Credit card debt set to hit $1T as inflation continues squeezing Americans

FILE - American Express, MasterCard and Visa credit cards are displayed for a photograph in New York, U.S., on Tuesday, May 18, 2010. (Daniel Acker/Bloomberg via Getty Images)

Americans are drowning in credit card debt as stubborn inflation makes the cost of everyday necessities more expensive. 

The New York Federal Reserve Bank's Quarterly Report on Household Debt and Credit, slated for release on Tuesday morning, is expected to show that credit card debt soared to a historic $1 trillion in the three-month period from April through June, according to LendingTree. 

That will smash the previous high of $986 billion.

The $1 trillion figure would mark a major reversal from just three years ago when households were rapidly paying off credit card debt with the stimulus payments they received during the COVID-19 pandemic.


"I think it’s fairly clear that what we’re seeing now is becoming more and more about people struggling in the face of ongoing inflation and seemingly constant rising interest rates," Matt Schulz, the chief LendingTree credit analyst, previously told FOX Business. "It's a tough time."

The rise in credit card usage and debt is particularly concerning because interest rates are astronomically high right now. The average credit card annual percentage rate, or APR, hit a new record of 20.53% last week, according to a Bankrate database that goes back to 1985. The previous record was 19% in July 1991.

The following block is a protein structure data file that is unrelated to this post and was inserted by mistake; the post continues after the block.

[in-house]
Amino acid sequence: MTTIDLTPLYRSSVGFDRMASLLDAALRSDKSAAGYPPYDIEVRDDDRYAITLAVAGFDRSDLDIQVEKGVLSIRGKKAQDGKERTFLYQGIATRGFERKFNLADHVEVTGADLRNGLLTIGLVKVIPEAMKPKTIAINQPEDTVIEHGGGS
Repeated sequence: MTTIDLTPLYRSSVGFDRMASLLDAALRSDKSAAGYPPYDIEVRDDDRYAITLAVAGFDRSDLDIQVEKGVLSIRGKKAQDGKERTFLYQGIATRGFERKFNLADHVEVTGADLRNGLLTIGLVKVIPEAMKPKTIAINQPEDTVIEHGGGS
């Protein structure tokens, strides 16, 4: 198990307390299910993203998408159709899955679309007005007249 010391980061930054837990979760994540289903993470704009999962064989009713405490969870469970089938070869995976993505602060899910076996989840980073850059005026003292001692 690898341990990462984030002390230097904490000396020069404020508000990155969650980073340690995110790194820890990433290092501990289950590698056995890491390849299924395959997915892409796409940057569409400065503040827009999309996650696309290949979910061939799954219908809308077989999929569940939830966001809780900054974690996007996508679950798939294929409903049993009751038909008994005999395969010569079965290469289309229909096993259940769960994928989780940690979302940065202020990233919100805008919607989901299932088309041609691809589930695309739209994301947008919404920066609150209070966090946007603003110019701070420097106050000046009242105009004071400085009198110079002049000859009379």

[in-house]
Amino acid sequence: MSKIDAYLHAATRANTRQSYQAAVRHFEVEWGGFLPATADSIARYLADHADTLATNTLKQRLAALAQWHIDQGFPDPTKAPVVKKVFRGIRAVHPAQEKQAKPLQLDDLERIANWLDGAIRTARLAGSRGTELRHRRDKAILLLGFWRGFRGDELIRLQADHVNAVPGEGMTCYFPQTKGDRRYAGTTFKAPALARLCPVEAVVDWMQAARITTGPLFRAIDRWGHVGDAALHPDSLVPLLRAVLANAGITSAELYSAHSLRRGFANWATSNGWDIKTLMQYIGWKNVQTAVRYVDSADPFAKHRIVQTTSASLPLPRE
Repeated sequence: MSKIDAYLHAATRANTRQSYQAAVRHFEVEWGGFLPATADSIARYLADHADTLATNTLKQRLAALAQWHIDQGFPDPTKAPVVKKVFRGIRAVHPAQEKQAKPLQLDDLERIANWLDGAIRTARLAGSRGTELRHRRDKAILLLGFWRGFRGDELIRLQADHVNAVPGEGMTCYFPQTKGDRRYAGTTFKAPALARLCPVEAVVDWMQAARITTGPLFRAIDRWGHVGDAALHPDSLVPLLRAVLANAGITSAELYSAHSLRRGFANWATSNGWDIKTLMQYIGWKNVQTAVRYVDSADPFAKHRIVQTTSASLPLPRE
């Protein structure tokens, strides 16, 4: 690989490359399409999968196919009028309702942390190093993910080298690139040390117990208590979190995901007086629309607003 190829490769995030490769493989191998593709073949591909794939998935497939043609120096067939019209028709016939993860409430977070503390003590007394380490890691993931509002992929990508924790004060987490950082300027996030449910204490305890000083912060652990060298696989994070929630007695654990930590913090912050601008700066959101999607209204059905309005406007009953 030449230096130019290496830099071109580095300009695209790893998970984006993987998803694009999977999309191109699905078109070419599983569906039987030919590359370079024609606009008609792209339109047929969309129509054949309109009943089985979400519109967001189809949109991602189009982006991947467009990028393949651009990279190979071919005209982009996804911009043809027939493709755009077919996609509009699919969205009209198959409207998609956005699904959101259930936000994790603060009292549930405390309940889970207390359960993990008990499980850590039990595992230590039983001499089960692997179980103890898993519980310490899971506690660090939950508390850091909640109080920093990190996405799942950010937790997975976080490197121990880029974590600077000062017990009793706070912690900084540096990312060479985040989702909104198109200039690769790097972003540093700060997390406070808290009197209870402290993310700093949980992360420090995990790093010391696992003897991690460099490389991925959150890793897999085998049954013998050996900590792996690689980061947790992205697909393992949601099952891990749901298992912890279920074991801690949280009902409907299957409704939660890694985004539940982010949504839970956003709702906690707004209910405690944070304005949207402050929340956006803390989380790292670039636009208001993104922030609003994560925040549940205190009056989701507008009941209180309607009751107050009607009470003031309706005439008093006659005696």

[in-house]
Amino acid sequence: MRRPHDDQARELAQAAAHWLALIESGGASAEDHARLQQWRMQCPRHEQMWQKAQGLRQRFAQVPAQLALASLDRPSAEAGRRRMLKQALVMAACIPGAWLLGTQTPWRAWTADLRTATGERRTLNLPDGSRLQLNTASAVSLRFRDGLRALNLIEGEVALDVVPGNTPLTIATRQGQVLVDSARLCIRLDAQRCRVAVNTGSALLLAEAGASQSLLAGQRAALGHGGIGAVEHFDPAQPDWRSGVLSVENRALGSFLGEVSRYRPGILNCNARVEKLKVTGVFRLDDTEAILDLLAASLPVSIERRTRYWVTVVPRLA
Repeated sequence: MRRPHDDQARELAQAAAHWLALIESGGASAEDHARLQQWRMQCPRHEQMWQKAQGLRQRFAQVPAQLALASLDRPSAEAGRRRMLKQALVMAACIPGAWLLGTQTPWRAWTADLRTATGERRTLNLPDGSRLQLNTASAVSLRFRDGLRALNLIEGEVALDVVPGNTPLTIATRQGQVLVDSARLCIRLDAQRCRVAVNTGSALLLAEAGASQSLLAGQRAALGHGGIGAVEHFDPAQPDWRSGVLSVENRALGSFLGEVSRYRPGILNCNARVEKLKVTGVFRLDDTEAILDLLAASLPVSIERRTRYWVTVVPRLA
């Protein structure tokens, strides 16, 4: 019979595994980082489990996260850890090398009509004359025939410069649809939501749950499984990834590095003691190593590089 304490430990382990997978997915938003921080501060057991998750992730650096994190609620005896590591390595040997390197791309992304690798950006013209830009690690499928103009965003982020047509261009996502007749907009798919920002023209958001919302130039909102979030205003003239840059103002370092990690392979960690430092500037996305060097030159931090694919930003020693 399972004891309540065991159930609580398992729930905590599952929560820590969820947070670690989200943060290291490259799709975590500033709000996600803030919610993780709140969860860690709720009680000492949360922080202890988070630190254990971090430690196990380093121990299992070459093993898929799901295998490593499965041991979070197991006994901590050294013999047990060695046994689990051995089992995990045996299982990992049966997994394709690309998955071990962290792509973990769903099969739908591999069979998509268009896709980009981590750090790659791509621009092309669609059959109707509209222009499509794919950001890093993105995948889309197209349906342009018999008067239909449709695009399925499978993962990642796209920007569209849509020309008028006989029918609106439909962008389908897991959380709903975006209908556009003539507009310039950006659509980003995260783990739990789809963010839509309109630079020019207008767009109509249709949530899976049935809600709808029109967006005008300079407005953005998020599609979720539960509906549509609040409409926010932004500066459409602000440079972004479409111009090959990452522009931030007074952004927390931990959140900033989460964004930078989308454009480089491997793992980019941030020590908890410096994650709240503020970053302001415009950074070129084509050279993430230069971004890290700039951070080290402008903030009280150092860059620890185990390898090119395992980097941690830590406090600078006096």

If people are carrying debt to compensate for steeper prices, they could end up paying more for items in the long run. For instance, if you owe $5,000 in debt — which the average American does — current APR levels would mean it would take about 309 months and $21,537 in interest to pay off the debt making the minimum payments. 


"It's been a really rough year for credit card holders," Schulz said. "Even though the Fed seems to be taking their foot off the gas with interest rates, the unfortunate reality is credit card holders shouldn’t expect things to get a ton better anytime terribly soon, just because interest rates aren’t going down anytime soon."


FILE - A shopper makes their way through a grocery store on July 12, 2023, in Miami, Florida. (Joe Raedle/Getty Images)

The inflation spike has created severe financial pressures for most U.S. households, which are forced to pay more for everyday necessities like food and rent. The burden is disproportionately borne by low-income Americans, whose already-stretched paychecks are heavily affected by price fluctuations. 

Inflation has fallen from a peak of 9.1% hit in June 2022, but it remains about double the pre-pandemic average. The Labor Department reported last month that the consumer price index, a broad measure of the price for everyday goods including gasoline, groceries and rents, rose just 3% in June from the previous month. However, core prices remain well above the Fed's 2% target.


Schulz encouraged credit card holders with debt to explore their options, including calling and asking for a lower credit card APR, getting a 0% balance transfer credit card, reassessing their budget in order to better tackle the debt, exploring a high-yield savings account to take advantage of high interest rates and focusing on improving their credit score. 

"The truth is that you cannot make a meaningful plan to tackle debt if you don’t know exactly how much money is coming in and going out of your household each month, so take the time to check out your budget and see what needs to be tweaked," he said. "You may not like what you see, but it is better to deal with the reality of the situation than to bury your head in the sand."

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